I have no intention of going up that mountain anytime soon, but the idea of laying our wisdom at the feet of our children is not new. This last weekend, I was at a wedding and had the opportunity to speak to the couple before they signed their Ketubah, their marriage contract. I told them about about Ki Tetzei. I told them how the people were about to cross over, just as they were, into a new land where only they could go.
I told them that just as this was the last chance for Moses to tell the people everything he could remember to say, hoping they would take it all to heart as they began their new lives, the bride and groom were there, having received years of teaching and guidance from everyone in that room; and we all hoped that they took it all to heart, too.
The Torah teaches some core values for the people, and for a new couple building a new family, too. Just like the man who sees his fellow’s ox astray and must help get it back to the owner, be good to other people, and act with kindness. Just as you must take care to build a house with a parapet, so no one would fall off and hurt themselves, be a good and conscientious neighbor, protecting others around you….especially each other. Just as you are not to turn over a slave who has sought refuge with you, be a place of refuge for the community and each other. Be honest in business, and be honest in the business of tending to your relationship. The bride particularly liked the text about being her husband’s primary focus for the first year of marriage (“….to give happiness to the woman he has married.” Duet 24:5) The family unit is to be protected and cherished. And as Torah tells us it’s important to be kind to the needy, regardless of whether they are “countrymen” or strangers, I told them to live lives of ethical and moral awareness.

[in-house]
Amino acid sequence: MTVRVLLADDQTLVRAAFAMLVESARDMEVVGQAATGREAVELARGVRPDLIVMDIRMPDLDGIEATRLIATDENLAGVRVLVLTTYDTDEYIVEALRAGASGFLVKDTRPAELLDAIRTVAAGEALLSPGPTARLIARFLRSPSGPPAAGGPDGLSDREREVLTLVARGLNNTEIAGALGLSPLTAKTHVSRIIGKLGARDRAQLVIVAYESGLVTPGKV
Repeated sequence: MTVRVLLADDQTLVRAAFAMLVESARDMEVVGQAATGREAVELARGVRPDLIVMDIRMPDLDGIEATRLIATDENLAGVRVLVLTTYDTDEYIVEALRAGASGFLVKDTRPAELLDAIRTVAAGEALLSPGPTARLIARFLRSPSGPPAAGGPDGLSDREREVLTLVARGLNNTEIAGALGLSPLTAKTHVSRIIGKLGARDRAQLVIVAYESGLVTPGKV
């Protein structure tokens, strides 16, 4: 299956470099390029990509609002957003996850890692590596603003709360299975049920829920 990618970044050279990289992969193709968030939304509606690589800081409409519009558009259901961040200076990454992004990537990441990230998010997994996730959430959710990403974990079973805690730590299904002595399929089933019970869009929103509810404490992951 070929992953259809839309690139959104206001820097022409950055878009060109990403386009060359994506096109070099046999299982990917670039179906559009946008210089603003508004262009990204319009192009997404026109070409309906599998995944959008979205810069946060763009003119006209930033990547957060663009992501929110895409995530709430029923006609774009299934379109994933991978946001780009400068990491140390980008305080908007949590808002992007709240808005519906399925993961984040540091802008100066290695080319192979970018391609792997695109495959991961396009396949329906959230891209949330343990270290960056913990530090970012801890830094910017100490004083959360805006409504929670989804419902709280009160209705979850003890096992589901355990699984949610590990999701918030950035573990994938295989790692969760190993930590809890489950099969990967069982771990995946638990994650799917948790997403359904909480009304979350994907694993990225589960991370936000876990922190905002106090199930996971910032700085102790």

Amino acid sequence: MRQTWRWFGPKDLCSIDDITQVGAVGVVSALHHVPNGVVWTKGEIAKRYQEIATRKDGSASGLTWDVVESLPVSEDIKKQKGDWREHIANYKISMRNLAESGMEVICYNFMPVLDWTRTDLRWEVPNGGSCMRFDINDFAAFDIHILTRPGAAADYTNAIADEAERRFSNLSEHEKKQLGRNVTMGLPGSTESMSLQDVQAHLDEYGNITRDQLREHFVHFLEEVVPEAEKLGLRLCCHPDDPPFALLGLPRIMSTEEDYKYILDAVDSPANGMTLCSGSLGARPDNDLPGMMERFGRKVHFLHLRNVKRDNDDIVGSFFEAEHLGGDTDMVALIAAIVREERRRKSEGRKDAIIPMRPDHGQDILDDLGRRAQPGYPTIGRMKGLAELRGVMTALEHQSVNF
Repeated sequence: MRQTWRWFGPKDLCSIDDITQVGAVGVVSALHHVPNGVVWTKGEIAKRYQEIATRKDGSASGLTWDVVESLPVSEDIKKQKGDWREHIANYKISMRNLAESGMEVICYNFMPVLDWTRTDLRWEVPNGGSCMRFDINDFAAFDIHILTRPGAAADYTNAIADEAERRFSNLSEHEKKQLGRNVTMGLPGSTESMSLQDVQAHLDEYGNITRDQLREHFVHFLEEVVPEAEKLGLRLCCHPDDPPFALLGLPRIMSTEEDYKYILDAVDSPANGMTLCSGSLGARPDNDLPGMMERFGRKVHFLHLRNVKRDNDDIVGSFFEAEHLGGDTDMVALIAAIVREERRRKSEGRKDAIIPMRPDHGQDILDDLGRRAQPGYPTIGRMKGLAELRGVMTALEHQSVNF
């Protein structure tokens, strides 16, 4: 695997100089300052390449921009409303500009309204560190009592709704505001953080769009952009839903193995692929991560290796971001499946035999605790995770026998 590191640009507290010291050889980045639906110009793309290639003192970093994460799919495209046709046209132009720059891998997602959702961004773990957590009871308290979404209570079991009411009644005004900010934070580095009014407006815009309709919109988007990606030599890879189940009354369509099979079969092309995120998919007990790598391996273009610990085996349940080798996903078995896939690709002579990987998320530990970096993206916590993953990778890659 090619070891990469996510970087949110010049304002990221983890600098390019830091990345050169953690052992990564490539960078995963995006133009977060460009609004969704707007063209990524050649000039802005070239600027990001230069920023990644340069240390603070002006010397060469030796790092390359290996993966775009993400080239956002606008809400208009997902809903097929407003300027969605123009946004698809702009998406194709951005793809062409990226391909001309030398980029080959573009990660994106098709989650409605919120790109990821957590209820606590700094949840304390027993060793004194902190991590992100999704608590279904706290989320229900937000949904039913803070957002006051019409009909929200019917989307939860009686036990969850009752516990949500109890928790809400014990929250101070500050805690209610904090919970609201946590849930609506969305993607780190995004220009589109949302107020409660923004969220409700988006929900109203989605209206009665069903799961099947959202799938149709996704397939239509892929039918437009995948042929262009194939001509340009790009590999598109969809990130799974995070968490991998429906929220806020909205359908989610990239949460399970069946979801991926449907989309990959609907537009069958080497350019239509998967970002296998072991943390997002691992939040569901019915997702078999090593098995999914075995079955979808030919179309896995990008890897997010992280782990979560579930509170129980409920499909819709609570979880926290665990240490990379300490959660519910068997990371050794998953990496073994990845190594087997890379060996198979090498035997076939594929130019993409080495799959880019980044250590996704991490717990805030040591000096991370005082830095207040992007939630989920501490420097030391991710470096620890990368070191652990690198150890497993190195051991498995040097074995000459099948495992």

Like the Israelites, they will build a community based on the teachings and values of those that guided them to that point. They will be on their own, but not alone, because Torah teaches us to build a community that reflects those values.
Did Moses send off the Israelite people with a mixture of joy and tears? Certainly, we did.